Friday, February 29, 2008

A Quickie In Honor Of Leap Day

Here’s a little game that Missy and Boy like to play in the mornings when Elder Miss isn’t around to referee. Missy starts:

“Boy, be quiet.”


“Are you being quiet?”


“Are you being quiet?”

Nary a peep


A stillness so profound you’d swear you’d slipped into a deep, velvety sleep where dreams of thick, fog-filled glens and mossy meadows await you



“Okay then.”

Tuesday, February 26, 2008

Having Learned That If She Doesn't Ask, I Can't Say No...

I finally picked up a late Valentine’s Day package from Alpha Grandma this afternoon. In it were three boxes of chocolates (which I quickly confiscated until Friday), a heart red sweater for me (awww, she really shouldn’t have), two shirts each for the kids, Spiderman socks for Boy, and three pairs of undies each for the girls.

Boy looked this gift horse directly in the mouth and asked, “Where are the toys?” Elder Miss coolly informed me that the brown shirt was pretty but I’d have to buy her a pair of pants to match them. Missy simply swooned.

Dora panties and a bright pink shirt featuring Dora in a pair of sparkly fairy wings? The haute-est of haute couture in Missy’s world, I tell you what. She quickly gathered these rare treasures unto her bosom and ran upstairs shouting, “I want to cuddle whiss ‘zem, that’s because I want to!” Elder Miss and Boy followed her up saying something about catching the last episode of Power Rangers or whatever. And there they all stayed, blessedly out-of-sight/out-of-mind for the next hour and a half. Giving me ample time to—I know I should say ‘do the dishes, wash the floors, fold the laundry, and pour my husband a second martini’—but I was, in fact, trying to break through to the next, and final level, of Over the Hedge on EM’s Nintendo. Ninety freakin’ minutes, and I still couldn’t find all twenty of those GOD DAMN light bulbs! I’m tellin’ ya’, there’s only nineteen of them. 19. Not 20. Just 19. So LET ME PASS ALREADY! Stupid fucking game. GRRRRRRRR!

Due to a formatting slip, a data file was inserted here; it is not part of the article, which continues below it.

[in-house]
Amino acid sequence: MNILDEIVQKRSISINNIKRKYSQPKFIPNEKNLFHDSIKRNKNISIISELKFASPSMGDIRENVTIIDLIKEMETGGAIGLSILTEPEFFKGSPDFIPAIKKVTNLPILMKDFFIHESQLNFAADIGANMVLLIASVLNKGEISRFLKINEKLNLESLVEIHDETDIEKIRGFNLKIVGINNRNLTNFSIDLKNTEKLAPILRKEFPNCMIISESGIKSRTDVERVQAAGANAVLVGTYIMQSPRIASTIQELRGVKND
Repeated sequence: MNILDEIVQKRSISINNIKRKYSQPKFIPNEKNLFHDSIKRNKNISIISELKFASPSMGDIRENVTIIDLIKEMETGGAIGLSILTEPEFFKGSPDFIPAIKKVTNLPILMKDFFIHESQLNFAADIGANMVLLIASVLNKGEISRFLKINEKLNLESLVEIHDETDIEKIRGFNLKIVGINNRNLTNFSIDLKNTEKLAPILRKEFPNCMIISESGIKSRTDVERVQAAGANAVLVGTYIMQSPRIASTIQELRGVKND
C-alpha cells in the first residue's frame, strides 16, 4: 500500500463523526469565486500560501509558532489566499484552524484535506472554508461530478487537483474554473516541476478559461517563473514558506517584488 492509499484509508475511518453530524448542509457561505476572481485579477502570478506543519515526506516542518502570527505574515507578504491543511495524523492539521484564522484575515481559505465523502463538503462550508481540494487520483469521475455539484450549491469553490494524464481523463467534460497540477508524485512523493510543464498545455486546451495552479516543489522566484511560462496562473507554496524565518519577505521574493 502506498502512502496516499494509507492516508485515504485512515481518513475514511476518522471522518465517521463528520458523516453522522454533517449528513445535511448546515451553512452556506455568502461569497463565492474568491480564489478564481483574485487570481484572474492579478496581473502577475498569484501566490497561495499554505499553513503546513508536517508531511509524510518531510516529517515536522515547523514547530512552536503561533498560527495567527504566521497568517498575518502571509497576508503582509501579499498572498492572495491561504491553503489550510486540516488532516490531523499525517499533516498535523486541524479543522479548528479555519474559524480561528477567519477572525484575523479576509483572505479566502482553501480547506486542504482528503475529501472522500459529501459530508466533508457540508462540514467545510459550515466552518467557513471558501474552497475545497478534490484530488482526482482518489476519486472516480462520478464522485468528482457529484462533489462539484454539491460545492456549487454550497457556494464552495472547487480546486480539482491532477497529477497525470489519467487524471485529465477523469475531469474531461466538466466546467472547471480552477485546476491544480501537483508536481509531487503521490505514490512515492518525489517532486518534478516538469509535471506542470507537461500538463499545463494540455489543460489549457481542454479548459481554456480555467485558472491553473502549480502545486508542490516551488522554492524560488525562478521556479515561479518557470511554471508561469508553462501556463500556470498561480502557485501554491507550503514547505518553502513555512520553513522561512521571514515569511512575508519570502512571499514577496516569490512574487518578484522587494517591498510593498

Anyway, so 7:30 rolls around, and I call the kids down to brush their teeth and get ready for bed, as per our usual arrangement. Only tonight, instead of Missy barreling down the stairs first shouting that she wants to brush her teeth ‘self’, EM and Boy come a-sauntering in their typical distracted fashion and are half-way done with their nightly ablutions before I hear Missy even make a move in the direction of the stairs.

“Missy, you need to hurry a bit,” I warn in my semi-stern, you’re-okay-for-another-thirty-seconds-but-then-I’m-really-going-to-lose-my-shit voice, “It’s getting late. We’ll miss reading time if you don’t slap a rush on it.”

“Oh-kaaay. I coming,” she mutters, with more than a touch of reluctance in her voice.

When she finally gets into the bathroom—head hung, eyes averted, feet shuffling in the slow, measured way of the guilty—I see that, not only is she wearing her new Dora shirt, but also the pink-ruffled shirt from the package under it. And the hot-pink sweatshirt I sent her to barnehage in under that, as well as the wool undershirt I sent her to barnehage in under that. And, as I start to undress the bottom half of her, I note the jeans and tights she had on earlier—only I’m pretty sure that they weren’t backwards when I put them on her—under those, she’s got all three pairs of new Dora underwear, plus two of the pairs of Dora undies she got for Christmas, plus the faded pair of My Little Pony panties she put on this morning.